British Association for Pyschopharmacology. To advance education and research in the science of psychopharmacology
posted on Monday, 19th March 2012
by Professor Paul T Francis, PhD, Professor of Neurochemistry, Director, Brains for Dementia Research, Wolfson Centre for Age-Related Diseases, King's College London
Alzheimer’s Disease International estimate 35.6 million people living with dementia worldwide in 2010, increasing to 65.7 million by 2030 and 115.4 million by 2050. In the UK currently up to 820,000 people are living with dementia.
Dementia can occur from the mid-40s but this is fortunately very rare and more typically occurs after 65 with 1 in 5 people over 80 likely to experience symptoms of dementia. The term dementia refers to a group of symptoms including memory loss, changes in language, thinking and reasoning and is often accompanied by changes in personality, mood and behaviour. Such changes are progressive and interfere more and more with someone’s ability to work, engage in pastimes and socialise. It is often the changes in behaviour such as aggressive outbursts, wandering outside the home and delusions - rather than memory problems that carers find most difficult to cope with.
Diagnosis of dementia in the UK is usually made by a specialist doctor after performing tests of memory, thinking, concentration and language. The tell-tale signs of dementia are poor performance that gets worse between assessments. Sometimes the person may also have their brain scanned to look for evidence that the brain has shrunk.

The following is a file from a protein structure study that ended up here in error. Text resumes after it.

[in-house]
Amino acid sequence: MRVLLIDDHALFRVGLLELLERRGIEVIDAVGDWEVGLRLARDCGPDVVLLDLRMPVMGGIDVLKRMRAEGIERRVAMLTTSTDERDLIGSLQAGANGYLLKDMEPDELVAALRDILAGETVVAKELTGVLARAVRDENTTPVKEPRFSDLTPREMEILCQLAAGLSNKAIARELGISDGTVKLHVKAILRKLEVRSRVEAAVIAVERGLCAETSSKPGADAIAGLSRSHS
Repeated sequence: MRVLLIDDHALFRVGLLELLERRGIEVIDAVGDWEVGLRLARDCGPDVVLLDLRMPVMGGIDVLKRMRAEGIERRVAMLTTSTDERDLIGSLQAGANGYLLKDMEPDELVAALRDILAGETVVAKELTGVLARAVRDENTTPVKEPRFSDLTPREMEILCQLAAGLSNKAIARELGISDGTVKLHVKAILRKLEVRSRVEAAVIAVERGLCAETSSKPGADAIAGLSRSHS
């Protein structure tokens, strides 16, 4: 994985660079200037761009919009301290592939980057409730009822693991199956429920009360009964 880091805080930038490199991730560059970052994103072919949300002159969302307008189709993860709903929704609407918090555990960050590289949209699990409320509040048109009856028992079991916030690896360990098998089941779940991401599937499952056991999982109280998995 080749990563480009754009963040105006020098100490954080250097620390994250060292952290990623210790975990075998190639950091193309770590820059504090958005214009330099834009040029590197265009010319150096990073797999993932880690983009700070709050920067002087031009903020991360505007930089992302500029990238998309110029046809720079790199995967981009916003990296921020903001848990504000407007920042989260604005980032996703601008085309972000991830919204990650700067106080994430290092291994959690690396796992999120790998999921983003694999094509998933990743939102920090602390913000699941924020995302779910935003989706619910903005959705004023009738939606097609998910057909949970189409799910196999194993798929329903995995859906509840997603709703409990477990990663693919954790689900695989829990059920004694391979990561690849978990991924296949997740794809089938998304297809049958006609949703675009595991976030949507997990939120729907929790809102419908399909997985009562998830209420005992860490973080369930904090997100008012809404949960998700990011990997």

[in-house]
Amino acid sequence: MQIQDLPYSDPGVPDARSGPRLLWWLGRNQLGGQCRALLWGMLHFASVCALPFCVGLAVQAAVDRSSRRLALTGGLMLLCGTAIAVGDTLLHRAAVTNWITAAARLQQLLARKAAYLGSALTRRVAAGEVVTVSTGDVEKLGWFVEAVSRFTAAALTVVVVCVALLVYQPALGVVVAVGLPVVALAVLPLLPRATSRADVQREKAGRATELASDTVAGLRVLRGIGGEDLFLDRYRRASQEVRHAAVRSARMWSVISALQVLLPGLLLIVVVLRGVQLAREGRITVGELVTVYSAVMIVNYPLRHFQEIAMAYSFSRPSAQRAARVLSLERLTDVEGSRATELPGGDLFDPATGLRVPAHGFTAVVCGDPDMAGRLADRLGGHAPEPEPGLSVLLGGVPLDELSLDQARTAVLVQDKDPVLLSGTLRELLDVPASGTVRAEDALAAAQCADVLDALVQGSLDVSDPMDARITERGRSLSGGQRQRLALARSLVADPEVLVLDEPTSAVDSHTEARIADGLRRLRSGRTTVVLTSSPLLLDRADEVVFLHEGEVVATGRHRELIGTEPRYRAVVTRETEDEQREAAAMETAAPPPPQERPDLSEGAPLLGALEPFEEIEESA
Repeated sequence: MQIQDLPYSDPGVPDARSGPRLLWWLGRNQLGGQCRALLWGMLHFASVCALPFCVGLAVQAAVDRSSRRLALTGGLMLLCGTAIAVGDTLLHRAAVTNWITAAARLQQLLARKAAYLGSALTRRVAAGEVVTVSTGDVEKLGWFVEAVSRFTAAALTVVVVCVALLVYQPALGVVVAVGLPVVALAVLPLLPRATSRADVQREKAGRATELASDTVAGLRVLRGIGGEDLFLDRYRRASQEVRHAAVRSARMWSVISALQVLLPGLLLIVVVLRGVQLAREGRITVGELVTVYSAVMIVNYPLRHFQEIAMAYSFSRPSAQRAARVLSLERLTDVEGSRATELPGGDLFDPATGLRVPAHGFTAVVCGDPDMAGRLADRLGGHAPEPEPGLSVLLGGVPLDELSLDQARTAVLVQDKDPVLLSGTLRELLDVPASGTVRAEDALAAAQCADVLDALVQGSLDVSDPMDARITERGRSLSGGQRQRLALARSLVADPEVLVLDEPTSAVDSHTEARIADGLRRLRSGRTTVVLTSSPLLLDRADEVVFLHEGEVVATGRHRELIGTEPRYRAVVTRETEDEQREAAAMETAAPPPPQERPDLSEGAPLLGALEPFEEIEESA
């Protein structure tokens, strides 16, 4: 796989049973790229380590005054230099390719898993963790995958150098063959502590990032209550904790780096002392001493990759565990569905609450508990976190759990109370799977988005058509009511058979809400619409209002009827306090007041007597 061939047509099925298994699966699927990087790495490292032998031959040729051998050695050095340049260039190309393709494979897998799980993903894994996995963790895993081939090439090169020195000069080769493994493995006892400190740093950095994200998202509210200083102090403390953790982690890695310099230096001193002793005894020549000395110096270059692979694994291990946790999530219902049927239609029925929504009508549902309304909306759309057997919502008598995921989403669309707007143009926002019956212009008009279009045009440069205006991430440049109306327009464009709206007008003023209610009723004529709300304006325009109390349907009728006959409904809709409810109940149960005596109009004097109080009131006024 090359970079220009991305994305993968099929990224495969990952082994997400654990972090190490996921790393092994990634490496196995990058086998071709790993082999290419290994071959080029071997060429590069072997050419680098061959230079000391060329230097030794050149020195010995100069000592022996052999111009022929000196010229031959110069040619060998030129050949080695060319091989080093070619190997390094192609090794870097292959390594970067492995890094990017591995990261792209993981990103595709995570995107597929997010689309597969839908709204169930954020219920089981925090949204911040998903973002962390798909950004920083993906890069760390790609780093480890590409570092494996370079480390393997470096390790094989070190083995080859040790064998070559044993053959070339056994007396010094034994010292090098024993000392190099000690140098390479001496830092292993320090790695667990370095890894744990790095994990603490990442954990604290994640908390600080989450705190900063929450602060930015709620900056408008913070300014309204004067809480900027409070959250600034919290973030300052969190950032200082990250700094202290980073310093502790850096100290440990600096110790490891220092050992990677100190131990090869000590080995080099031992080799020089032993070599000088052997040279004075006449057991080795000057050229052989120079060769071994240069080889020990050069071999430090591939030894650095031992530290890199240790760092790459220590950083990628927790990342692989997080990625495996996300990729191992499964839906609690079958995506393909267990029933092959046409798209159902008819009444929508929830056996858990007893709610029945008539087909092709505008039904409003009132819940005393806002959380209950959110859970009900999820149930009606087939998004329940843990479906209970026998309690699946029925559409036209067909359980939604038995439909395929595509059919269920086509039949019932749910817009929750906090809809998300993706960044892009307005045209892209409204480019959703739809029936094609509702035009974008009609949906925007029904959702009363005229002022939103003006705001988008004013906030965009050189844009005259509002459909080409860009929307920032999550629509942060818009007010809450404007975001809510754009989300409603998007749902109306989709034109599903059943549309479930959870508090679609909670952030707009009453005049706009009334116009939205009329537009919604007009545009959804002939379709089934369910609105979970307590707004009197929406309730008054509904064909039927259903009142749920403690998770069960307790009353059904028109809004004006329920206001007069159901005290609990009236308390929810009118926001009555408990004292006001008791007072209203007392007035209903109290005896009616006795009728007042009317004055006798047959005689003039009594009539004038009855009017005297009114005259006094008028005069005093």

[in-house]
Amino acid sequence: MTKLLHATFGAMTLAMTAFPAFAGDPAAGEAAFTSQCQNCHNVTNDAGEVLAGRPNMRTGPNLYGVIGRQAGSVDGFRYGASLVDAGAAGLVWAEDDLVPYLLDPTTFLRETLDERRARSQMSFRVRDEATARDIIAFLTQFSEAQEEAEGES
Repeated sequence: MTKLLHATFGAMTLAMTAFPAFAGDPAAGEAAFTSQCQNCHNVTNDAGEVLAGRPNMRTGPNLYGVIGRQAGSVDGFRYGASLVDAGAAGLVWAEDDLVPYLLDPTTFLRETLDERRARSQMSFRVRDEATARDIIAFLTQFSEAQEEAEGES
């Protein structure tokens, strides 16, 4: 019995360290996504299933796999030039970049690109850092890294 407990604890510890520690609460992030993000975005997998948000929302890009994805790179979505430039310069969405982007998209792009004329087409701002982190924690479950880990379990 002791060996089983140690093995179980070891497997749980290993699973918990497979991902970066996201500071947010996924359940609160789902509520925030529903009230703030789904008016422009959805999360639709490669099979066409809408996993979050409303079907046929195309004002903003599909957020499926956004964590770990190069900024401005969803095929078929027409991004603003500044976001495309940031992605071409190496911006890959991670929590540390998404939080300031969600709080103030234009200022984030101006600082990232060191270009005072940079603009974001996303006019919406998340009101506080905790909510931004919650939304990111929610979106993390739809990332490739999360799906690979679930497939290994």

Different types of dementia and causes
The most common cause of dementia is Alzheimer’s disease (AD), accounting for 50-60% followed by vascular dementia (VaD), Lewy body dementia (LBD) and fronto-temporal dementia (FTD). However, more than one type can be found in a single person for example, AD and VaD commonly co-occur and the exact cause of dementia can only be fully established by a detailed examination of the brain following death. The direct cause of most symptoms of dementia is likely to be damage to nerve cells and the connections between them (called synapses). Particular symptoms will occur depending on which parts of the brain are affected. The varied causes of dementia affect nerve cells and synapses in different ways, for example in the case of AD damage appears to be related to modifications of two proteins called Ab and tau while in VaD the changes are brought about by lack of oxygen supply to areas of the brain. Ongoing research effort will hopefully discover more about the detailed differences between the various causes of dementia and discover molecules that can be measured in people living with dementia and those at risk, so called biomarkers, that will help identify specific types of dementia during life and allow presymptomatic diagnosis.
Only rarely does dementia run in families with a very small percentage of people inheriting diseasecausing gene from a parent. However, a lot of current interest is focusing on variations in genetic code between individuals that may alter the age at which they develop dementia and their overall risk. Recently discovered genes causing small increases in risk (called clusterin and PICALM) seem to link to how the brain gets rid of unwanted proteins. This type of work can be very useful in providing new directions for future research.